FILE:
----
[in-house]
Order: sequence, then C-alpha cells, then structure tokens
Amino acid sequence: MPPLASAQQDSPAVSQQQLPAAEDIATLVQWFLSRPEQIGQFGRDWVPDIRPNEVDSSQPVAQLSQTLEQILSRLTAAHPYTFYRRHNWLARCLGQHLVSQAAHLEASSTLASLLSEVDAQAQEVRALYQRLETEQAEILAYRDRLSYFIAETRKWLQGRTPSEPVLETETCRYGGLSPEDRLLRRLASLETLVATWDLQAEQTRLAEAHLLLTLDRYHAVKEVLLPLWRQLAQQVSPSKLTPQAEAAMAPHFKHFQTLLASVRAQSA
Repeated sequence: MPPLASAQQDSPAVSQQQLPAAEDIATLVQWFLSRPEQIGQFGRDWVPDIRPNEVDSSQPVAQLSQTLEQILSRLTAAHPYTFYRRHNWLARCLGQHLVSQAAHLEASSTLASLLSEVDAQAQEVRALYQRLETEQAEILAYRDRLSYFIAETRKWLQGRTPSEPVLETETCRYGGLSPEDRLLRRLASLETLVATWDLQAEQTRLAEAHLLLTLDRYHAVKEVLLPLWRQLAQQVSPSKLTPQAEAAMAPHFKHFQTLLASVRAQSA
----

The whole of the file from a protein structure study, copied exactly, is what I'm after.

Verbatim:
[in-house]
Order: sequence, then C-alpha cells, then structure tokens
Amino acid sequence: MPPLASAQQDSPAVSQQQLPAAEDIATLVQWFLSRPEQIGQFGRDWVPDIRPNEVDSSQPVAQLSQTLEQILSRLTAAHPYTFYRRHNWLARCLGQHLVSQAAHLEASSTLASLLSEVDAQAQEVRALYQRLETEQAEILAYRDRLSYFIAETRKWLQGRTPSEPVLETETCRYGGLSPEDRLLRRLASLETLVATWDLQAEQTRLAEAHLLLTLDRYHAVKEVLLPLWRQLAQQVSPSKLTPQAEAAMAPHFKHFQTLLASVRAQSA
Repeated sequence: MPPLASAQQDSPAVSQQQLPAAEDIATLVQWFLSRPEQIGQFGRDWVPDIRPNEVDSSQPVAQLSQTLEQILSRLTAAHPYTFYRRHNWLARCLGQHLVSQAAHLEASSTLASLLSEVDAQAQEVRALYQRLETEQAEILAYRDRLSYFIAETRKWLQGRTPSEPVLETETCRYGGLSPEDRLLRRLASLETLVATWDLQAEQTRLAEAHLLLTLDRYHAVKEVLLPLWRQLAQQVSPSKLTPQAEAAMAPHFKHFQTLLASVRAQSA